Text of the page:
As the climate crisis grows ever more urgent, Trump signed two executive orders today that expedite oil and gas pipelines and undermine states’ rights to protect themselves from the assault of the fossil fuel industry. This was yet another reminder that our government is run by a nihilistic sociopath who serves the whims of an industry that has killed people for profit throughout its history. This latest rush toward apocalypse will undoubtedly be met with complicity from the Republican politicians who have spent years pretending to care about states’ rights, and with ineffectual faux-outrage from Democratic politicians who have rarely ever used the powers available to them to stop fossil fuel expansion.
Thankfully there is a growing movement of people willing to engage in civil disobedience to stop fossil fuel infrastructure everywhere in this country. The Climate Disobedience Center is proud to be part of that movement which has effectively made all new pipelines losing investments, and we will continue fighting every one of these stupid projects until we have the organized power to overthrow our system of corporate rule and establish a democracy that respects life.
Contact/Media Inquiries: Diane Leutgeb Munson, (218) 565-3660, [email protected]
Monday morning, February 4, four climate activists in Blackberry Township, Minnesota closed safety valves on a crude oil pipeline belonging to the Canadian energy corporation Enbridge. This is an escalation of ongoing activism aimed at Enbridge, which is facing stiff resistance to their plan to build a new high capacity crude oil pipeline, Line 3, through Minnesota and across multiple Native American reservations. It is also the second time in just over two years that activists have shut down Enbridge pipelines, citing the urgency of climate change as justifying their actions.
January 8, 2019
Contact: Resist Spectra Media Liaison, Lee Ziesche
954-415-6228, [email protected]
Activists Who Crawled Into Fracked Gas Pipeline Found Guilty
In Narrow Ruling, Granted Unconditional Release
Cortlandt, New York - Today, Cortlandt Town Justice Kimberly Ragazzo found three New Yorkers -- Rebecca Berlin, David Publow, and Janet González -- guilty of trespass, rejecting the climate necessity defense; the three shut down construction of the Spectra Energy (now Enbridge) high-pressure, high-volume, fracked-gas, “Algonquin” Incremental Market (AIM) pipeline. Justice Ragazzo highlighted the strict, objective standard of New York’s necessity defense and focused her verdict on the narrow grounds that the defendants had not exhausted all legal remedies, specifically citing the defendants failure to file as ‘intervenors’ with the Federal Energy Regulatory Commission (FERC).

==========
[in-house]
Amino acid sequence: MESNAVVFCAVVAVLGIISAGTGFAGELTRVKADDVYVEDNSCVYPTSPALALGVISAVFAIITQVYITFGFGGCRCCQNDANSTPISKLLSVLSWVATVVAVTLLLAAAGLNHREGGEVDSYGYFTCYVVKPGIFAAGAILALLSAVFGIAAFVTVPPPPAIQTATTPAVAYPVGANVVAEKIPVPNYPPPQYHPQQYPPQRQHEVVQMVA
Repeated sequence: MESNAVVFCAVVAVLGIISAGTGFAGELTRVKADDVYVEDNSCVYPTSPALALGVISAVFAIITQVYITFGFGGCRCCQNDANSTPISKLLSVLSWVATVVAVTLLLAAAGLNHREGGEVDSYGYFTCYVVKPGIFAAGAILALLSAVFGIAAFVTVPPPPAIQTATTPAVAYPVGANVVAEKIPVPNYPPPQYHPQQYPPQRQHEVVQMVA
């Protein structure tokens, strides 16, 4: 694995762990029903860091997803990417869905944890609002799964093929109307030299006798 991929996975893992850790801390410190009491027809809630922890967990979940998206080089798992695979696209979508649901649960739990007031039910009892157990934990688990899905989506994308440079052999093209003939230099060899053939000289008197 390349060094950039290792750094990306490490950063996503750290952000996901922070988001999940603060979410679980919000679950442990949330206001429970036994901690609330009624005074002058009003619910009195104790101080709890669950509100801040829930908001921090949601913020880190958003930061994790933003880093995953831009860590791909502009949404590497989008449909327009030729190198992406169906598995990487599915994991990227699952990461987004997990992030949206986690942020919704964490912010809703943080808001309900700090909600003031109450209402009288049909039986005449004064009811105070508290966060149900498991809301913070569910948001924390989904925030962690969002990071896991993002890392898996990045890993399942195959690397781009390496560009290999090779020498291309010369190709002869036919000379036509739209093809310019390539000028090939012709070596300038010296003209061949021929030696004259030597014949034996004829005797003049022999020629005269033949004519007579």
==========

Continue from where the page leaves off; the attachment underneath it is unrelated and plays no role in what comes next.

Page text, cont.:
Courtney Williams, an impacted Peekskill resident and member of Stop the “Algonquin” Pipeline Expansion (SAPE) said she was frustrated by the verdict. “That the judge ruled against these water protectors because they had not filed as intervenors is ridiculous. SAPE, Riverkeeper, City of Peekskill, and Town of Cortlandt all filed as intervenors. At the time of the action in October 2016 we were under a “Tolling Order” from FERC. That meant we had no legal recourse, we couldn’t go to the Court of Appeals, but Spectra could build the pipeline. Being an intervenor wouldn't have given Dave, Rebecca, or Janet any more ability to stop the pipeline. They had to act.”
David Publow, a New York State organic farmer and member of Resist Spectra said, “The legal process is always seeking to go for a narrow route. That process is not going to cut a new path for us, but I think we’re cutting a new path for ourselves.”Read more
On Monday night I went out with my in-laws to a Christmas Eve service in upstate New York. The big crowd gathered in the chapel on the campus of Cornell University, and the minister hit all the right notes for this presumably liberal crowd: alluding to the occupant of the White House, pleading the cause of the immigrant, and giving voice to the yearning for peace and calm.
But something felt deeply off for me. In the midst of the carols and candlelight, the minister expressed a longing for silence, calm, stability and peace in this time of upheaval. She claimed that the time is coming where the strong and gentle people will win.
Honestly I don’t think it’s going to work that way.Read more
Today, we are excited to get to tell you about a project we've been working on over the past year - one that we hope could be a major new force in the climate justice movement. This week three of us are headed to California for the first 'on-boarding' into a new national network of locally rooted cells, working at the intersection of direct action on climate change and racial reparations and atonement.
What is this network?
At the core this network of groups, which is still emerging (and thus hasn't been named yet), is the belief that while there are many paths to make the strides needed in climate action and in reparations, and we are called to orient in a particular way. We know that we want to lead with a fierce vulnerability; being firm in the truth and leading with our hearts on our sleeve. We know that lifting up the gifts and the vocation of each person in the network will make us more powerful than trying to fill slots with foot soldiers. And we trust in the wisdom of emergent strategy, because the top-down, centralized organizations of the past can't muster the power and creativity needed in these times. We hold a vision of a holistic, integrated approach to nonviolence that goes beyond a tactic or a strategy to the core of our world view where the means we use are the ends in the making.
We have felt for a long time that something is missing in the climate movement ecosystem - a network of people for whom nonviolence and justice are more than just buzz-words, but are rooted deeply in an integrated approach at a spiritual level. And it is clear that an integrated approach where the means make the ends cannot simply advocate for a just transition, we need to be living and experimenting with new honest approaches of reparations right now. None of this can wait.